Pretty much every dog owner will be aware that dog waste is a bit of a 'hot topic' these days and a high percentage of both owners and non-owners share a resentment towards those that refuse to 'scoop the poop'.
Aside from the ever increasing raft of legislation aimed at offenders that refuse to pick up after their dogs, there are a multitude of clever memes across social media highlighting the topic and aimed at making the 'non-scooping' fraternity feel a sense of guilt at their actions.
I thought I would weigh in with a few dog waste facts that may help 'non-scoopers' understand the consequences of their habit and hopefully encourage a few people to appreciate why, apart from the more obvious anti-social aspects, it is a serious health issue.
Dog Waste Kills Fish!
Around water sources a dog's waste actually creates nutrients for weeds and the algae that commonly covers these water sources. Algae can limit the light that penetrates the water's surface and essentially starve the fish of oxygen.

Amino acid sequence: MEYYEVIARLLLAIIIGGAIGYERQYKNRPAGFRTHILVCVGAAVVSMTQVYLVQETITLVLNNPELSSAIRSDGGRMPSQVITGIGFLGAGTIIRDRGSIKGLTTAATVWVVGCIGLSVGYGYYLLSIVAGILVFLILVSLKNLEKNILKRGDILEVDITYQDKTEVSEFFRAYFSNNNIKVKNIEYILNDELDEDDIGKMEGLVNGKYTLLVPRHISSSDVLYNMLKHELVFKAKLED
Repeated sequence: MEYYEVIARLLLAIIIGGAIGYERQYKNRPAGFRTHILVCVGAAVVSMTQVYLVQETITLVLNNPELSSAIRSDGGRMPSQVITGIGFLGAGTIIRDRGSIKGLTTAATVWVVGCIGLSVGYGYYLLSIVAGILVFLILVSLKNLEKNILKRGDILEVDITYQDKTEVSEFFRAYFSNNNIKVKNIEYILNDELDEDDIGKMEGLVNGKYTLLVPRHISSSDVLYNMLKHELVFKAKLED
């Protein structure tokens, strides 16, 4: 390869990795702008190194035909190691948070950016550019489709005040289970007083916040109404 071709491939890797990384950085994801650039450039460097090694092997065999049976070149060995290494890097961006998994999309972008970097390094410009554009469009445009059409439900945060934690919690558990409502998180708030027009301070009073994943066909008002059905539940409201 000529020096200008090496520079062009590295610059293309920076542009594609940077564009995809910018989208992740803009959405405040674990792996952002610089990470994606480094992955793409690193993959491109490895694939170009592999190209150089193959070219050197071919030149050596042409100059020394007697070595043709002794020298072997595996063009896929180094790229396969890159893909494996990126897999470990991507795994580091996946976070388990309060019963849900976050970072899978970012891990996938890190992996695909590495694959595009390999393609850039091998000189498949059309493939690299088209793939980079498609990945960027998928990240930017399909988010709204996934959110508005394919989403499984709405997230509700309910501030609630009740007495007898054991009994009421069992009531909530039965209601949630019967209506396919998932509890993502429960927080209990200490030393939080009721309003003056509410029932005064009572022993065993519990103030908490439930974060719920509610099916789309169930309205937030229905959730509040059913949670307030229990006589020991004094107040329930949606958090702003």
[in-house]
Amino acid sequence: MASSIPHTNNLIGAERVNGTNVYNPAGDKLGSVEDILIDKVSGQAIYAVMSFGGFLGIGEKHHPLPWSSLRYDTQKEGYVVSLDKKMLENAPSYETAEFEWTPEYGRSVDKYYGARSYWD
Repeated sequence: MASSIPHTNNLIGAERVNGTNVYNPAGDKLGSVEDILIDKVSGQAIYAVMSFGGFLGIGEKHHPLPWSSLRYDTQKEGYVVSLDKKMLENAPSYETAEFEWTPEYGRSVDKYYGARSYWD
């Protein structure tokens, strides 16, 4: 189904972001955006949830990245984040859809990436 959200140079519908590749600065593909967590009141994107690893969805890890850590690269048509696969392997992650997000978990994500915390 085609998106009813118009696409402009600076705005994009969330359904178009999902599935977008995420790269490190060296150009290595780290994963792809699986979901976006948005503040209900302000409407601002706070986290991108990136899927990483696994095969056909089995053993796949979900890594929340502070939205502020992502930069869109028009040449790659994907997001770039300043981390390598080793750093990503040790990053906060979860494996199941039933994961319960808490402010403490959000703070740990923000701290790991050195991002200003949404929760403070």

Don't Compare Your Dog To Undomesticated Animals When It Comes To Waste
Wild animals such as Coyotes, Foxes, Wolves etc. eat a diet that contain no preservatives, chemicals or grains and their waste decomposes within days. Insects such as flies and beetles make easy work of breaking down wild animals natural waste and even the bacteria in soil help this waste decompose.
Domestic dog waste is another matter and dependant on diet (the cheapest are the worst) a dog's waste can take up to a year to decompose and in some instances not decompose at all. This not very environmentally friendly waste also has the added negative of retaining it's smell and consistency for a long time even if it does eventually break down.
Dog Waste Contains These Harmful Horrors!
Aside from parasitic worms such as Heartworms. Hookworms, Roundworms,Tapeworms and Whipworms, dog waste may also contain Parvovirus, Salmonella, E.Coli amongst other horrors.
As you can see above, non-disposal of a dog's waste can have far reaching implications on both the environment and the health of animals and people that come into contact with it.
The privilege of owning a dog comes with a pretty low price tag when you consider what dogs bring to our lives. It would be respectful if we could all honour that privilege and pay the small price of cleaning up after our dogs.